The young man behind Crown Street Mall’s controversial new public art is well aware he’s stirred up debate in Wollongong over the past few months.
“I’ve been told it’s the ‘shame of Wollongong, you should be ashamed of yourself’, I’ve had someone tell me I was committing crimes against nature,” artist Mike Hewson said as the project was officially launched on Thursday.
“It’s everyone’s public space and everyone is entitled to have strong, clear views about how they see it. People come up to me and just start talking.
“There’s some really strong compliments, and some really strong opposition – it’s been a privilege to make something that has really made people care.”
After months of putting in long days and nights to finish the installation, the 32-year-old New Zealander says he is “really happy” with how the work came up.
Running almost the length of the mall from Church to Kembla Street, the project includes the now infamous “palm tree up a pole”, numerous large sandstone bollards and a playground made from huge boulders and crooked palm trees.
“It’s probably better than I imagined,” Mr Hewson said.
“It’s difficult to make a permanent public work that functions in a public space using materials that can be perceived as temporary but won’t require major work or replacements.”
“This is an ambitious public project for any city in the world, and I’m impressed that Wollongong took it on and I think it will be celebrated internationally as a milestone.”
These sentiments are echoed by curator Barbara Flynn, who chose Mr Hewson from more than 150 different artists from around the world who pitched to complete the Wollongong mall art.
“I think it’s a powerful work of art and it does elicit a strong response, which is ideal,” she said.
“It’s an extraordinarily ambitious work of art that was hard to realise… and I don’t know any other artist who would have pulled this off.
“In my opinion, he has helped to remedy the problems of the mall.”
Wollongong Lord Mayor Gordon Bradbery, whose council signed off on spending $430,000 on the project as the final part of the mall makeover, has stopped short of declaring whether the work is to his personal taste.
However, he welcomed the diverse reactions to the work.
“This has got to be understood within the context of the total mall,” he said.
“We’ve got a very flat surface, very angular shapes in the mall and this adds a sense of irregularly.”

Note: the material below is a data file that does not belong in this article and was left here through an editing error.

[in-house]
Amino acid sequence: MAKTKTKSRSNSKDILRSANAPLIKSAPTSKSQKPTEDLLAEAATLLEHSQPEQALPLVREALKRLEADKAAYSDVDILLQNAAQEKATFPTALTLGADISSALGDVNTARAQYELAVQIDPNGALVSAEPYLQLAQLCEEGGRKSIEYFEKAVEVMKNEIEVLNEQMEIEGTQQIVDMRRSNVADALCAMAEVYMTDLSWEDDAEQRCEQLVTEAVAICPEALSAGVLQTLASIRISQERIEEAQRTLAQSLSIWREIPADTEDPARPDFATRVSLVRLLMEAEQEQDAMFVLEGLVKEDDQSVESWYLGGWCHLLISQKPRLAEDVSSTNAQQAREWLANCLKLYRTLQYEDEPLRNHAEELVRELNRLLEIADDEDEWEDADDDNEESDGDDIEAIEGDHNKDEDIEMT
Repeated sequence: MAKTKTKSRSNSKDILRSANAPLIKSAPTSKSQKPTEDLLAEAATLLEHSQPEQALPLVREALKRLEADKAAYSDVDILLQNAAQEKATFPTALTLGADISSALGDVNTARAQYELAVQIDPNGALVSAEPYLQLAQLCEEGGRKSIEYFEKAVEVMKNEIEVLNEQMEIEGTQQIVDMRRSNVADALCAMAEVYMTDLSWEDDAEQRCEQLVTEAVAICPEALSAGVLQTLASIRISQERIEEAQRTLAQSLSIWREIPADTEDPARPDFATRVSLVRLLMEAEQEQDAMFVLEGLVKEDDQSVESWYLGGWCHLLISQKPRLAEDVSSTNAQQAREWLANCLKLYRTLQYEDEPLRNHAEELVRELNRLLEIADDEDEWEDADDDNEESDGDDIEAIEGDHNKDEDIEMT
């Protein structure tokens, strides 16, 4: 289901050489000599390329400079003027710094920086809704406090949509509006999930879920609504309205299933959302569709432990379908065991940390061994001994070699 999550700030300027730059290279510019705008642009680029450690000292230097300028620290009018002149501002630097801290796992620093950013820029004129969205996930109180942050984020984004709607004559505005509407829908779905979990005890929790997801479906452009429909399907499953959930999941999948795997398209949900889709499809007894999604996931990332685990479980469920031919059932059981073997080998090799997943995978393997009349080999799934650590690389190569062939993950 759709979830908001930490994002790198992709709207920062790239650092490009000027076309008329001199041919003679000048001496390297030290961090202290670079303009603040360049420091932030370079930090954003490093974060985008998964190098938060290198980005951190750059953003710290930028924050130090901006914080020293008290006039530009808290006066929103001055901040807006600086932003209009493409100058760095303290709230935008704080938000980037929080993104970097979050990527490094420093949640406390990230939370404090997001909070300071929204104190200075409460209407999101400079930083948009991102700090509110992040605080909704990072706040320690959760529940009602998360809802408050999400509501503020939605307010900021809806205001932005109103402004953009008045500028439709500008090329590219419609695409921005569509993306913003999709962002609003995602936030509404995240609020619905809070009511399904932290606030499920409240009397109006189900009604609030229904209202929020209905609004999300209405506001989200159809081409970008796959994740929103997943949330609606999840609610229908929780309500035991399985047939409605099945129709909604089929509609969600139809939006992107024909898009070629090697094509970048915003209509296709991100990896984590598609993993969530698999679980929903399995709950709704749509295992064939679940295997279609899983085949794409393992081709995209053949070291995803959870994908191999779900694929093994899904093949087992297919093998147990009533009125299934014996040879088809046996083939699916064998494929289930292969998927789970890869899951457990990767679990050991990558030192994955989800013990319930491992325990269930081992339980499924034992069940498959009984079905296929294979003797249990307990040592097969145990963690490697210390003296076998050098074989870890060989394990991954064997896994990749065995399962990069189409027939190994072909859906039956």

“That’s why the sculptor chose these forms, which basically come from our landscape. We’ve basically got a bit of the escarpment in the mall.”
“Art is meant to irritate life, to quote Reg Mombassa, and I hope this stimulates conversation.”
But how will the trees stay alive?
One of the biggest questions from Mercury readers about the series of bent or strung up palm trees that form part of the work has been: how on earth will they live if they’re not planted in the ground.
“Part of the design was to make it look lazy and simple, but there’s an incredible amount of infrastructure and design that had to go into making them function,” Mr Hewson, who is also a civil engineer, explained.
“The trees are actually planed into soil, into a soil cavity below and there’s an automatic irrigation system on top and a tank bag system.
“No one has really done this sort of thing before so we’ve been inventing technology.”
As for the tree strung high about the amphitheatre, Mr Hewson is adamant it will not due or some down in the wind.
“All of the technology has been made to look hidden – like the trees are unattended and just there temporarily, but really they are well looked after,” he said.
“The [tall tree] is obviously not planted in soil but has nutrients fed up to it and it drains down the pole. There’s a big clamped structure that’s gripping to the root ball, and all of the weight is actually held at the root ball.
“Those straps up the top are not even really doing anything. It’s meant to look permanently temporary.”
Another of the main criticisms about the newly opened playground, which took a long time to install due to the huge mass of sandstone, has been that it will be dangerous or unappealing to children.
However, Mr Hewson said he had already witnessed many kids climbing and swinging on the structure.
“Kids know exactly what to do, I’ve seen them come running up from the street to play and they absolutely love it,” he said.